The Business Problem: Surveillance, Search and Compliance Our sample scenario assumes a medium-sized financial institution has tasked its compliance and risk division with building a high-performance information surveillance framework that can be repurposed for many surveillance applications. The first application of this framework will be to the immediate task of detecting individuals on FBI watch-lists and/or individuals known to be associated with money laundering activities (let’s call this the “hit-list”). Bank officials need to be notified within 15 minutes of any hit-list individuals conducting electronic transactions with the bank and they want to know if the activity was clustering in any one geographic area. Data Avalanche In our scenario, fifty thousand audit records are generated every minute by back-end legacy systems that aggregate credit card, ATM and bank teller transactions. Every ten minutes, the data is to be fed to the surveillance application in a delimited text format. The volume of transactions is expected to almost double every year. The hit-list of suspected felons is constantly changing, but averages 1,000 names and aliases. The hit-list is in a database which is updated in near real-time by either the FBI or the bank’s internal fraud department, so you have to pull from the hit-list every time you scan the transaction data (or apply changes to in-memory lookup tables). Further address information about each individual on the hit-list is stored in yet another delimited text file. Access to this file is logged and audited by the FBI on a monthly basis.It's worth considering how you'd approach the problem before reading about a potential solution, if only for comparison's sake.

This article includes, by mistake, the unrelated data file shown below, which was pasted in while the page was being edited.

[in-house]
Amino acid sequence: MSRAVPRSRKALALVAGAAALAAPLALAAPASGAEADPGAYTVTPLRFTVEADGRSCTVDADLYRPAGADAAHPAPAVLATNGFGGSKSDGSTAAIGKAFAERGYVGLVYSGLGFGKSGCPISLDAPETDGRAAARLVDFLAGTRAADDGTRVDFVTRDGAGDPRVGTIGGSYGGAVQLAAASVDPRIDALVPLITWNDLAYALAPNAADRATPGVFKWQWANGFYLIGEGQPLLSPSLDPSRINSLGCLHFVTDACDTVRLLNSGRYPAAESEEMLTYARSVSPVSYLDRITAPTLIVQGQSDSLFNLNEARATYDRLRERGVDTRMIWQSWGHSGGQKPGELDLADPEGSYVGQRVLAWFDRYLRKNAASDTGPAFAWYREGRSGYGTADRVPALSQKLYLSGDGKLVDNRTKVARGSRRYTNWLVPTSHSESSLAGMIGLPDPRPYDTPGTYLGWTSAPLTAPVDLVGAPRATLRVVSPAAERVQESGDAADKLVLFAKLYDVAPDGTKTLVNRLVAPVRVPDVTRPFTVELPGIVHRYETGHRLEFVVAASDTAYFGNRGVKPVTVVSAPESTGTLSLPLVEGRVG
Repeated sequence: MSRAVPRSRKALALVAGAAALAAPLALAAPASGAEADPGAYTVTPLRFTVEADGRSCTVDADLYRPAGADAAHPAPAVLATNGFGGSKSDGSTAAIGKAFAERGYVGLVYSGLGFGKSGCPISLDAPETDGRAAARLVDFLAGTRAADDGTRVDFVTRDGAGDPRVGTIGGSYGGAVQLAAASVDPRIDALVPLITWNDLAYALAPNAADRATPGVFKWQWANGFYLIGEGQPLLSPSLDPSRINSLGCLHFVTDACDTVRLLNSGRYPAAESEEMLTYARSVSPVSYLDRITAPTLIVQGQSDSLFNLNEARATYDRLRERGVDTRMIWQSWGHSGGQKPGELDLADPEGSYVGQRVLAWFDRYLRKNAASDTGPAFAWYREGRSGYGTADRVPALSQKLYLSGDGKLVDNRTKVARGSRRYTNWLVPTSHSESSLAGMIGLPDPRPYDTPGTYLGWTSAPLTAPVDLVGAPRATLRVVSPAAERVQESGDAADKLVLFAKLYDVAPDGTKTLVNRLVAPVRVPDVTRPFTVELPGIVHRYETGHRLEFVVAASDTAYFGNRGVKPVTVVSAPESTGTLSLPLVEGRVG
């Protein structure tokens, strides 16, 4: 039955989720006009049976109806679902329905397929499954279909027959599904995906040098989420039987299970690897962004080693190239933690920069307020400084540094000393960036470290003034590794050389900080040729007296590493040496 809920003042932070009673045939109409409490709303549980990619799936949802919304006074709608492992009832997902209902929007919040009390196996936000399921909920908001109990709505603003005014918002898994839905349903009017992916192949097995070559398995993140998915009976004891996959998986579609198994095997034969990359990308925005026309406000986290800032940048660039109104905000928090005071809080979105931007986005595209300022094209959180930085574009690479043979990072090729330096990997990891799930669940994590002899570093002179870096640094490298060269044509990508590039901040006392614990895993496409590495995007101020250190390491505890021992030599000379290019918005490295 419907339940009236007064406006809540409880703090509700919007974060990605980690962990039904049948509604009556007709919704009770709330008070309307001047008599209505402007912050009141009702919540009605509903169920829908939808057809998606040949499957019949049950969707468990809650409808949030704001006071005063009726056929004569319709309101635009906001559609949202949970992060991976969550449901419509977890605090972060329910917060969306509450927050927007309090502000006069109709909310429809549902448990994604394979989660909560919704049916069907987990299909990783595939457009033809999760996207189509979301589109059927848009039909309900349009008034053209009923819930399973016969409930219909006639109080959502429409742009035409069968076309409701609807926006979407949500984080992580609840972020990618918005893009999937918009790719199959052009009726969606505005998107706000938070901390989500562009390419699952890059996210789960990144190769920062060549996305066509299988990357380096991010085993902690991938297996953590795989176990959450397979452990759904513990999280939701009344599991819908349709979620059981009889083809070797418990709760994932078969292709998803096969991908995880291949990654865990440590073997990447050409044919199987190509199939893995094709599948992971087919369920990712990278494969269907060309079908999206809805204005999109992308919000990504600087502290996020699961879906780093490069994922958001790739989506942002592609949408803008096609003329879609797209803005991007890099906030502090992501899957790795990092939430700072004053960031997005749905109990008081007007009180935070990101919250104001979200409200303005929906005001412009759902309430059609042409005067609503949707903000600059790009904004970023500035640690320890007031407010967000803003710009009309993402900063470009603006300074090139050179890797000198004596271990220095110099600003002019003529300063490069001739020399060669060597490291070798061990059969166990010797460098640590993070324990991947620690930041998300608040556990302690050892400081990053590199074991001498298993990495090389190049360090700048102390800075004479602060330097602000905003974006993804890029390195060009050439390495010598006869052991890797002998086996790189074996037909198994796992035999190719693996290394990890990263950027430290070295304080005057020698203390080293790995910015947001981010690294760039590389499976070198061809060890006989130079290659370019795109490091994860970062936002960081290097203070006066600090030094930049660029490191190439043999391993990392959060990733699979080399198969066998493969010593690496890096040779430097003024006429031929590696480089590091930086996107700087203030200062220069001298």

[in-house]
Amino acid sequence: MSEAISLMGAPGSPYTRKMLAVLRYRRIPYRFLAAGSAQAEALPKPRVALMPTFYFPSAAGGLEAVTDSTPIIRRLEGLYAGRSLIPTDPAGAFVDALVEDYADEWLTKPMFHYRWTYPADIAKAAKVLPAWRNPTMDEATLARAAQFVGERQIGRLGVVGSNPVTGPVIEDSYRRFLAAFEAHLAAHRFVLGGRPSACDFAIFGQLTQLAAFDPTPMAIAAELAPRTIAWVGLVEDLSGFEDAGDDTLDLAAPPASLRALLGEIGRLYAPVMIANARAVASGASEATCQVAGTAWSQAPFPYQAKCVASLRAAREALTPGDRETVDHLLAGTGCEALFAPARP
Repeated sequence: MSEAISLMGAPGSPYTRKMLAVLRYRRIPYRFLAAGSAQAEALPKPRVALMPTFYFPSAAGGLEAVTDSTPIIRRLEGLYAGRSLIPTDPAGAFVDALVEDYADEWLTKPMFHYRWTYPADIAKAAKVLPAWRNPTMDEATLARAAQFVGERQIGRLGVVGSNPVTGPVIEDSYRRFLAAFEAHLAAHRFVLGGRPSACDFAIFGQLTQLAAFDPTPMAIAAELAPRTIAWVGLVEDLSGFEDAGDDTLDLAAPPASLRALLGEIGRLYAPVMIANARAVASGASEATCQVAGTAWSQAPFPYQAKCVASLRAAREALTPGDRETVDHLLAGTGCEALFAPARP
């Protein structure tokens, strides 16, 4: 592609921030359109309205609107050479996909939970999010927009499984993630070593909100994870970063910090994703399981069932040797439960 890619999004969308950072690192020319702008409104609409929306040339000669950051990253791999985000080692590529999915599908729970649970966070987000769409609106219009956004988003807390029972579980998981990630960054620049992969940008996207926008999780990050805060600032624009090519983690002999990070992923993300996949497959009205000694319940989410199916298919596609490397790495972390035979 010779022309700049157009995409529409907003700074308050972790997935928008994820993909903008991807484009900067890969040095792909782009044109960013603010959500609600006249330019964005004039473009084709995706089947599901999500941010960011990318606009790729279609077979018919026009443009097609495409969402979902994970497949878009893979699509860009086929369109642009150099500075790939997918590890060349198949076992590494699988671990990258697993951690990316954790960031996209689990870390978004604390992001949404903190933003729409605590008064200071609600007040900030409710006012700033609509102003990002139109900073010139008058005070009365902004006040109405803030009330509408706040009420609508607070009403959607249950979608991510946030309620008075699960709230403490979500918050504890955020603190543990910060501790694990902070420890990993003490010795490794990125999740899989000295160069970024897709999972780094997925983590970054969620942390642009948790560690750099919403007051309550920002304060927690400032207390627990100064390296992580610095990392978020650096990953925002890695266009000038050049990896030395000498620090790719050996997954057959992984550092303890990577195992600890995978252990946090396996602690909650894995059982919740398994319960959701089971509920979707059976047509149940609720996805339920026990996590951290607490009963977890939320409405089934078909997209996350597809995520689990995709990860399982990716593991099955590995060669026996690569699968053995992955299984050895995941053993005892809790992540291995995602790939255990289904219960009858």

News: An Introduction to the Pervasive DataRush Framework
This article on Pervasive DataRush explores how Java developers, tasked with crunching gigabytes of data, can quickly harness the full power of new multicore platforms using the Pervasive DataRush framework. This article starts with a very simple business problem, showing the thought process the developer goes through during the design phase and then provides code snippets showing, step-by-step, how the DataRush framework is used to rapidly build one of the hyper-parallel, auto-scaling components of the application.
- Posted by: Nuno Teixeira
- Posted on: April 24 2007 15:07 EDT
This is just an advert there are many interesting technologies and developments in this area. This describes or illuminates none of them. cheers Robert
I believe the technology being discussed is a Java-based implementation of dataflow networks, unless I misunderstand your comment?
You are right about one thing -- the other solutions are only "interesting" and not optimal. Find a pure-Java engine SDK that does the same breadth of processing at the same speed/scale as DataRush and post the URL. Post the URLs... apples-to-apples comparisons please.
You are right about one thing -- the other solutions are only "interesting" and not optimal. Find a pure-Java engine SDK that does the same breadth of processing at the same speed/scale as DataRush and post the URL. Post the URLs... apples-to-apples comparisons please.I have "some" experience with real-time compliance systems, which perform diverfication and restriction compliance rules. This comment may be off, but using a better algorithm and/or approach should dramatically improve the throughput by atleast 3-4x without having to use something like DataRush. Back in 2004 I worked on compliance system capable of running rigorous compliance (aka all the rules for a given account) on transactions sets ranging from 5-20K transactions at a rate of 200-300/second per engine instance. With 8 engines that would roughly translate to 96K per minute. One wouldn't need to batch the transactions every ten minutes if you use a good pattern matching algorithm and break the process into stages. What did the actual compliance rule look like? The kind of compliance rules I dealth with are govern regulations and diversification rules that calculate exposure based on aggregates. peter